Joyce Glasser reviews Whiplash (January 16, 2015)
The debut feature of 29-year-old American Writer/Director Damien Chazelle has been nominated for five Academy Awards, including Best Film and Best Supporting Actor for 60-year-old character actor JK Simmons (Up in the Air, True Grit, Juno), playing against type.
Whiplash is a fierce and intense battle of wills, waged between Andrew Neiman (Miles Teller) a lonely, Jewish, student jazz drummer, and his sadistically abusive teacher, Terence Fletcher (Simmons), at the Schaffer Conservatory in New York City.
While you are always engrossed in the drama, it does have you imagining what an Ofsted Report would make of such a dysfunctional institution. The film might also annoy jazz purists (for one thing, is Buddy Rich really a jazz great?), and composer Hank Levy’s fast, aggressive composition, Whiplash, is drummed into us with appropriate determination.
Fletcher (Simmons) is a fixture at the conservatory, the man who inspires awe and fear among students eager to be in his competitive touring band. Fletcher is cold and blunt at best and harmfully abusive and insulting at worst. He is like this with all of his students, but he reserves the torture for his favourites.
Watching Buddy Rich-obsessed, 19-year-old Andrew Neiman (Teller) practise one day, Fletcher makes a mental note to single him out as his new target, recognising the young man’s talent and drive. Fletcher is a therapist’s dream: a man with so much pent up frustration that even the layman can see he is taking out his own self-abusive feelings on others and living vicariously through Andrew.
The only sensitivity Fletcher reveals is when he emotionally explains that he had to attend the funeral of a student named Sean Casey, a ‘beautiful player’ who was killed in a car accident.
While Andrew feels his star rising, he summons up the courage to ask a girl on a date. Nicole (Melissa Benoist) is a university student working at the local cinema that Andrew frequents with his single father (Paul Reiser), and the two seem to have a good relationship. Gradually, though, Andrew breaks it off, explaining to Nicole that he needs to spend all of his time practising.
Fletcher plays one alternate drummer off against another driving them further, until Andrew is playing with bleeding fingers. We watch as Andrew allows himself to be pushed beyond endurance to prove he has what it takes to become Fletcher’s new drum alternate.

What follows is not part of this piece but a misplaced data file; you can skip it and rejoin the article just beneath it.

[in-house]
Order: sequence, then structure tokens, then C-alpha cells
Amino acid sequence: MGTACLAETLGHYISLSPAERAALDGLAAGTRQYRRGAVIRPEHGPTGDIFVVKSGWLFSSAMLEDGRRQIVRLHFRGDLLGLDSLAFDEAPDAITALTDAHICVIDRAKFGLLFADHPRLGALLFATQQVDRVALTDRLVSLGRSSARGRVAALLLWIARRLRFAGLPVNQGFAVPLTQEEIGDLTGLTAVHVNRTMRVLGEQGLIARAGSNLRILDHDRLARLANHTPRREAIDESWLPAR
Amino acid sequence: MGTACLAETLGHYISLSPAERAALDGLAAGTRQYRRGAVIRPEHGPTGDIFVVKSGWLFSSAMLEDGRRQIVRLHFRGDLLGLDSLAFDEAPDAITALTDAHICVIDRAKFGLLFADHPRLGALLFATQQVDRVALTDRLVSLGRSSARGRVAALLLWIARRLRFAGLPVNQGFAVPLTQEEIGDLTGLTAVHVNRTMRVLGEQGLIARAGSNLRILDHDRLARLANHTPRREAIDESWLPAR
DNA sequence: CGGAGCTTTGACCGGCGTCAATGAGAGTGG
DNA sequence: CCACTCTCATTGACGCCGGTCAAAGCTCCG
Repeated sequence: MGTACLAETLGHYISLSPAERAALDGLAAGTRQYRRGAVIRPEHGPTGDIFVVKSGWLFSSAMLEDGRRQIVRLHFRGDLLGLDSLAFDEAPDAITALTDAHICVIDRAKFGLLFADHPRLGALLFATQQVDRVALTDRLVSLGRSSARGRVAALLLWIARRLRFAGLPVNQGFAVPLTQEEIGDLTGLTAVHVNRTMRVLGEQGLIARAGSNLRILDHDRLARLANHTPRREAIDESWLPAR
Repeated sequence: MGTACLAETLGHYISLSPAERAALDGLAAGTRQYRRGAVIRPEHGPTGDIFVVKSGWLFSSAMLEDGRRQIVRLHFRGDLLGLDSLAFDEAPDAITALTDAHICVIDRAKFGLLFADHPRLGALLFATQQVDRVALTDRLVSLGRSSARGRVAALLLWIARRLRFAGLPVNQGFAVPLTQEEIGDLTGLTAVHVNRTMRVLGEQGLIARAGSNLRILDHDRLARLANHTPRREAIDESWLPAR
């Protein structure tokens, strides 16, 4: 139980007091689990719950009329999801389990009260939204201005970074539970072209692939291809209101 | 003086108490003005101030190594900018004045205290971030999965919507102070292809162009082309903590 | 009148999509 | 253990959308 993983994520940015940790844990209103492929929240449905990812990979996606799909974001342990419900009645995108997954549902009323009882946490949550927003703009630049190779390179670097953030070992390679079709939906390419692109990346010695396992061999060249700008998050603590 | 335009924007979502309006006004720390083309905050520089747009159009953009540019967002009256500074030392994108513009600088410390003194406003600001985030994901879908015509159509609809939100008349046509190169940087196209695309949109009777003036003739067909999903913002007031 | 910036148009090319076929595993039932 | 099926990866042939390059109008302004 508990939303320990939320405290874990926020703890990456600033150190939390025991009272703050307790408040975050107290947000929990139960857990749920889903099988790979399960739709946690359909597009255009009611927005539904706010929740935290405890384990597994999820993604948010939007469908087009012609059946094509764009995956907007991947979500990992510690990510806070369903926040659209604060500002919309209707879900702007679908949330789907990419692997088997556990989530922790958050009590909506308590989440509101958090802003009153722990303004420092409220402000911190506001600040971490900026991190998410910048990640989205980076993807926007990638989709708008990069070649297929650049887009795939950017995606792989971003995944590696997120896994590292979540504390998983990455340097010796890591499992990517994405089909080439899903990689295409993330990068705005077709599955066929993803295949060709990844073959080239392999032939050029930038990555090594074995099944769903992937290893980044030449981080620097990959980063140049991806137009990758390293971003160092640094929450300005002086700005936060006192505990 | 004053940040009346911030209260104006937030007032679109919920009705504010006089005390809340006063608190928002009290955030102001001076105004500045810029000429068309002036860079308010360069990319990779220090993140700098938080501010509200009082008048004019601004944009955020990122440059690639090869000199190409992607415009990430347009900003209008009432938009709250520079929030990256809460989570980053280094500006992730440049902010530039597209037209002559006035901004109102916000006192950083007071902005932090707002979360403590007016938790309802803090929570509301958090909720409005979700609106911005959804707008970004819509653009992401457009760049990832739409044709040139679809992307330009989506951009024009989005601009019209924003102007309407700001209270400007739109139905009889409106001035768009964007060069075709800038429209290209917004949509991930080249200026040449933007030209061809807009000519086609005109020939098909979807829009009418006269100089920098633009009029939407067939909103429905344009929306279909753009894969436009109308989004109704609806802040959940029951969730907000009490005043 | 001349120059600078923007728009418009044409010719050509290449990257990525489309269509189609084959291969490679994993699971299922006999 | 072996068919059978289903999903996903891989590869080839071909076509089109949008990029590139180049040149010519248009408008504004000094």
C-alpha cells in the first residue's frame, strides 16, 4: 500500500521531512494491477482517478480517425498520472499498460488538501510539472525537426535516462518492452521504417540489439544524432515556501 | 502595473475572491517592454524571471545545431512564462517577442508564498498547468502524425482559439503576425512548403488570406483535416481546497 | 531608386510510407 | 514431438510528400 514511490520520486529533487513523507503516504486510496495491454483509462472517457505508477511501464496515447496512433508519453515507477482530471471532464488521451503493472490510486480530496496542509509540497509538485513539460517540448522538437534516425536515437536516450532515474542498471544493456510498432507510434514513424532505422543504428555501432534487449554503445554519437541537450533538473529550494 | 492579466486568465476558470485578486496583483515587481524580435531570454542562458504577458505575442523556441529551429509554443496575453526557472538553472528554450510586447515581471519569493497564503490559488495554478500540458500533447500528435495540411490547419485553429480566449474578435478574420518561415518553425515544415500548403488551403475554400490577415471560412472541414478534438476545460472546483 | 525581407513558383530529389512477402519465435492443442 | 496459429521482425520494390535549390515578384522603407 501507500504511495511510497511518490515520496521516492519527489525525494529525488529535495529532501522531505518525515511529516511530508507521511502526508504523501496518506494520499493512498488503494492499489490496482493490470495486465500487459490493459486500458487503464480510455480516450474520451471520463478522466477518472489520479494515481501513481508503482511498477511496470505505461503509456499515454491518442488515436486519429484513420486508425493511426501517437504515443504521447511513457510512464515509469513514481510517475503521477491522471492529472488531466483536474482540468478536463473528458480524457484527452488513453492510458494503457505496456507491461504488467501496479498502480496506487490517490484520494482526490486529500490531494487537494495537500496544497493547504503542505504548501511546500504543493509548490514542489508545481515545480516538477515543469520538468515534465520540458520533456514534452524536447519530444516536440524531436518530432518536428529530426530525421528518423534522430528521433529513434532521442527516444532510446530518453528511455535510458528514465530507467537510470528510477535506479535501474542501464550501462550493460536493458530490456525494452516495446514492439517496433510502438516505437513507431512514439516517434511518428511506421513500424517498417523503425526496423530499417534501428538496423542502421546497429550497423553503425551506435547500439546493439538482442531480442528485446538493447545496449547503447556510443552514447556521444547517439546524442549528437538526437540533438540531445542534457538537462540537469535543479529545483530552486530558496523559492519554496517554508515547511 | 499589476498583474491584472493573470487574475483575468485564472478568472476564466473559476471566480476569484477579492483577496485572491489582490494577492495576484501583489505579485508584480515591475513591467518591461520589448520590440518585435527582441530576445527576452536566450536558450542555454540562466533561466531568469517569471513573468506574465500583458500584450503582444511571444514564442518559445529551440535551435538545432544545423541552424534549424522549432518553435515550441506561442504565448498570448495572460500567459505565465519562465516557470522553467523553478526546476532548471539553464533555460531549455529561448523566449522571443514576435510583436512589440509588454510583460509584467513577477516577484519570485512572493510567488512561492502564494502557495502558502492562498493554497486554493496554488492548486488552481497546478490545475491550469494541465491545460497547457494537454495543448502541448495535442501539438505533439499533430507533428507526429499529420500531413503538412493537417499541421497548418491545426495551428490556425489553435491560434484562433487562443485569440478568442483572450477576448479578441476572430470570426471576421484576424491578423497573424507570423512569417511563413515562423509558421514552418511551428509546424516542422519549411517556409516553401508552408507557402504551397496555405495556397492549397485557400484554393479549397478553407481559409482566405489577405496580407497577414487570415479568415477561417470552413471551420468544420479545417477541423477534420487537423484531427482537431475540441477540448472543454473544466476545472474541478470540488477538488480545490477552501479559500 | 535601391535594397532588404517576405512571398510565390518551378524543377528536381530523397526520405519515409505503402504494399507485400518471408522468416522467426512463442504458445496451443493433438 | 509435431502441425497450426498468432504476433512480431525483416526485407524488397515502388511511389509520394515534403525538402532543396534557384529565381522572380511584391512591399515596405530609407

He replaces the hapless current drummer, Carl (Nate Lang) only to be replaced himself, and then reinstated. When Andrew’s resolve turns to desperation and he crashes a rental car en route to a concert, you see that the Sean Casey story is foreshadowing.
At one point in the film, when Andrew is practising Hank Levy’s Whiplash and loses the time, Fletcher throws a chair at him in front of the other musicians, accustomed to Fletcher’s humiliating abuse.
Fletcher claims he is doing no more than Jo Jones of the Count Basie Orchestra, who threw a cymbal at Charlie Parker’s head when he played badly at a jam session. According to Fletcher, the humiliation led Parker to practise so hard he turned into one of the all time greats.
If you believe Stanley Crouch’s biography ‘Kansas City Lightning,’ (and Crouch interviewed the bassist who was there that fateful evening), Chazelle, or Fletcher, gets the story wrong. The error suits the film’s purpose and fits the character of Fletcher perfectly. Fletcher lives in another world anyway.
The school itself and the lives of the students are so unrealistically sketched in that you have to look at Whiplash as an abstraction, or a kind of metaphor for education, unbridled emotion and artistic perfection.
The final section of the film becomes a familiar tale of an older man, now subdued and living with dashed hopes, being upstaged by the young man he once dominated. The denouement is several registers of intensity lower on the scale than the rest of the film, but what is it saying?
Has Fletcher proven his methods work, insofar as Andrew is doing so well now? He tells Andrew that the worst thing you can tell a young artist is ‘good job’ because complacency is the enemy of improvement.
But inherent in the Charlie Parker story is the message that true artists drive themselves harder than anyone, are their own harshest critics and always push themselves. We see this in all of life’s greats, from Van Gogh to Roger Federer.
So Fletcher’s methods are contradictory and the film, though well made and brilliantly acted, does not make much sense. Fletcher’s methods might help the mediocre student improve, but they should be superfluous for the Seans and the Andrews and, some might add, the Damien Chazelles – of the world.